The Safe Sociable London has associates, formerly from Smokefree South West, experienced in working with hospitals in successfully implementing a Smokefree Hospital Programme.


The objectives of this proposed work are to:

  • Provide a review to assess the current smokefree activity, knowledge and staff attitudes in the hospital. 
  • Identify barriers and provide solutions e.g. staff engagement activities, training to underpin engagement with a smokefree hospital site policy
  • Implement clear and direct smokefree policy
  • Provide Brief Intervention training for all patient facing staff through a convenient and accessible medium
  • Ensure pathways are in place for all admissions, A & E and outpatients
  • Include key messages relating to a Smokefree Hospital and the support available on all admissions and patient paperwork
  • Set up a temporary abstinence protocol and provide a choice of appropriate pharmacotherapy for patients
  • Provide signposting and support for staff wishing to quit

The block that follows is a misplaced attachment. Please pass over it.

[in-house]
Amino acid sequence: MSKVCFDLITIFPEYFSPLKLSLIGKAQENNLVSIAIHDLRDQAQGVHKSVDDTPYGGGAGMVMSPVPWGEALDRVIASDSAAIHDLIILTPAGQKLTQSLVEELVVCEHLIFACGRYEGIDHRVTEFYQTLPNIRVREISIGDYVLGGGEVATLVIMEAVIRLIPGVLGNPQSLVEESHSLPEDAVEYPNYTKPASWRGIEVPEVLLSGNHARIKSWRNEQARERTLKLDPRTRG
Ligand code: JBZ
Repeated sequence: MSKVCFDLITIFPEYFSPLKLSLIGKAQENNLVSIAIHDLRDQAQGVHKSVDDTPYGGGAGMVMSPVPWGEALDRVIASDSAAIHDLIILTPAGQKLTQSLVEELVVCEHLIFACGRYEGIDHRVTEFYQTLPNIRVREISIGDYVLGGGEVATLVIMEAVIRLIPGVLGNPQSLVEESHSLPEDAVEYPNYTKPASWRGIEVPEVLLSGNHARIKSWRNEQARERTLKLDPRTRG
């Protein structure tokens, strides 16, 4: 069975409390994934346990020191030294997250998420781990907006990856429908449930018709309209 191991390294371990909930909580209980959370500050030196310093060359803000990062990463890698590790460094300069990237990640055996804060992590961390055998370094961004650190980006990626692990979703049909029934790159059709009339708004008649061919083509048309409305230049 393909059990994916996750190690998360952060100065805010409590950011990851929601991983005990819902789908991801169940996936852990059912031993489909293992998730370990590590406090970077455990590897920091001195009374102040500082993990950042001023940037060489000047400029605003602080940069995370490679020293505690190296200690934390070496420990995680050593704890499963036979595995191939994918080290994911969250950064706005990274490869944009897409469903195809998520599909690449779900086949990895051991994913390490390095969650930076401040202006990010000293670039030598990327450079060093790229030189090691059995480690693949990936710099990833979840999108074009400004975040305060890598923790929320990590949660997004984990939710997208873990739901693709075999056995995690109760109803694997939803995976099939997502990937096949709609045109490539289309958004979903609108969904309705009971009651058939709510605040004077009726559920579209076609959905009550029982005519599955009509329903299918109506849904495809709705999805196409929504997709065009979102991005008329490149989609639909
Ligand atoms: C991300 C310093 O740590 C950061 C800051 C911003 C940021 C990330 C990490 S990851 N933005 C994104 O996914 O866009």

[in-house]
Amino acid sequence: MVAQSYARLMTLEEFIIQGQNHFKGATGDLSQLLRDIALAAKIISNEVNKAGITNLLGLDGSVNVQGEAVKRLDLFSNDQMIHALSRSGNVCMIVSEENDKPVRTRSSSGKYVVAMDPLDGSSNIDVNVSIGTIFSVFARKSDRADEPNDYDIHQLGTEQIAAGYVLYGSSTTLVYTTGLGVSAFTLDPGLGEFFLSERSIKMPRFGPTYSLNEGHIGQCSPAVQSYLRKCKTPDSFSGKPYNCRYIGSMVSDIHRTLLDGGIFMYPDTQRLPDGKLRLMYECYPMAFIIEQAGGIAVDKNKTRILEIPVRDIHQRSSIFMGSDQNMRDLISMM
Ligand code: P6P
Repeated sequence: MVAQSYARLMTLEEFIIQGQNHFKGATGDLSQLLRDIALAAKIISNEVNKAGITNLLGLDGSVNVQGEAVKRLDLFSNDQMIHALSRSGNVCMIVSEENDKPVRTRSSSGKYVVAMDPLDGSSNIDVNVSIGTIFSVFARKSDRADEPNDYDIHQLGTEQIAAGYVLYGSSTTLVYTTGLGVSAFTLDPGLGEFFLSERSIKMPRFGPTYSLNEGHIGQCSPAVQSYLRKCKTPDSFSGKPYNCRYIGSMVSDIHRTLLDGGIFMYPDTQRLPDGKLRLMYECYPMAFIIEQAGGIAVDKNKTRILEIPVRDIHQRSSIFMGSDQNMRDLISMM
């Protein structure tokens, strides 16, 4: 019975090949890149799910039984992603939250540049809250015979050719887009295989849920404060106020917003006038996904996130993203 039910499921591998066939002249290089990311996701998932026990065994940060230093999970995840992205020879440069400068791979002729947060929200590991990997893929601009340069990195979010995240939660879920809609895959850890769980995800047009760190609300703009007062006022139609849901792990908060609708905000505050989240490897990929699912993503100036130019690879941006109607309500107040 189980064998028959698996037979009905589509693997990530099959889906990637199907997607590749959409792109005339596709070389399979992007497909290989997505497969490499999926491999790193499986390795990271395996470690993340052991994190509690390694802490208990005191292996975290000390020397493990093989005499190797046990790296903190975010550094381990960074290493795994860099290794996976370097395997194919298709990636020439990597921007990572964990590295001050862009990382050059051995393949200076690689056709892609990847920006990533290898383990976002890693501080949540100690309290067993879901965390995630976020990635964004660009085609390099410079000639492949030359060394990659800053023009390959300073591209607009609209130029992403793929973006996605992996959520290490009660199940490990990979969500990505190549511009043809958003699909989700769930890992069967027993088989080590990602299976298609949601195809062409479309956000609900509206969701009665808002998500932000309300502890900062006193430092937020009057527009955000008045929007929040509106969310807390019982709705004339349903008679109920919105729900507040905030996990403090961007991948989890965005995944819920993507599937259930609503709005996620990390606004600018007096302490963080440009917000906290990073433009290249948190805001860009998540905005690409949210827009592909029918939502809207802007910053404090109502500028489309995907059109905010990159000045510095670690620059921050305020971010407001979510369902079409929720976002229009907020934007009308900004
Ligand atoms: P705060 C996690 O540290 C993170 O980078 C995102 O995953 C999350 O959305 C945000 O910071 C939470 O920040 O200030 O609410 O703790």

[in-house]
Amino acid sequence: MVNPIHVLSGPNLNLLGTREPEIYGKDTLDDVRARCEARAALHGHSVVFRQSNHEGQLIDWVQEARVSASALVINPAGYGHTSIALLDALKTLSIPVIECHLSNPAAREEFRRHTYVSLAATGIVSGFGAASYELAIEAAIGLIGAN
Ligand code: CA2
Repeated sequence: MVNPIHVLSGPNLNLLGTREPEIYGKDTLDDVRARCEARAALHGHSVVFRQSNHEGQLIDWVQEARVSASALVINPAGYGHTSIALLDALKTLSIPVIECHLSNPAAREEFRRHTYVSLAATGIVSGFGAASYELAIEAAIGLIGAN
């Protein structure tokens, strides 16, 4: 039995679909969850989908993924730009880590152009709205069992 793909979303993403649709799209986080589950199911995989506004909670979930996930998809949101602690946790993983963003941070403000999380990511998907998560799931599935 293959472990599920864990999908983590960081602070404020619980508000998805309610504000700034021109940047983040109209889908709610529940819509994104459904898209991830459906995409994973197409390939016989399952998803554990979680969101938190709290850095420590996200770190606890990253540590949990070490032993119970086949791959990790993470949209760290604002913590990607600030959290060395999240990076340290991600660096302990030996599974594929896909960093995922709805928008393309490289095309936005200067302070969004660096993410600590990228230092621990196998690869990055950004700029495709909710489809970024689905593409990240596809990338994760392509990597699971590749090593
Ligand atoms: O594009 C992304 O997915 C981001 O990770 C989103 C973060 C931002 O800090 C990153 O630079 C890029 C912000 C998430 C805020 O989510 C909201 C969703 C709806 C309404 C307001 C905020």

• Agree a smoking cessation/smokefree CQUIN where appropriate
  • Provide PR templates for local media to raise public awareness of the trust’s smokefree status and the rationale behind it.

We would welcome the opportunity to meet with you to discuss your ambitions in meeting this challenge which will benefit the health and wellbeing of NHS staff, patients and the finances of both the NHS and the local community.  

Smokefree Social Housing: Advocacy, Consultation and Engagement Proposal

Smokefree social housing has increasingly become a topic for discussion in the tobacco control field.  With the UK legislation to make smoking illegal in cars carrying a passenger under the age of 18 and the US Federal Government decision to ban smoking in social housing, there is now greater focus on the issue of tobacco control in private spaces.  Child protection and health inequalities are priority public health reasons to consider this approach.  Also, the risk of fires, the cost of cleaning and maintenance and providers’ responsibilities for the welfare of tenants are also areas of particular relevance to social housing providers.  The US Centre for Disease Control and Prevention states that the smoke-free policy will save housing agencies $153 million every year in repairs, preventable fires and health care costs.  There are clearly benefits to both health and public finances of a well applied approach to Smokefree social housing.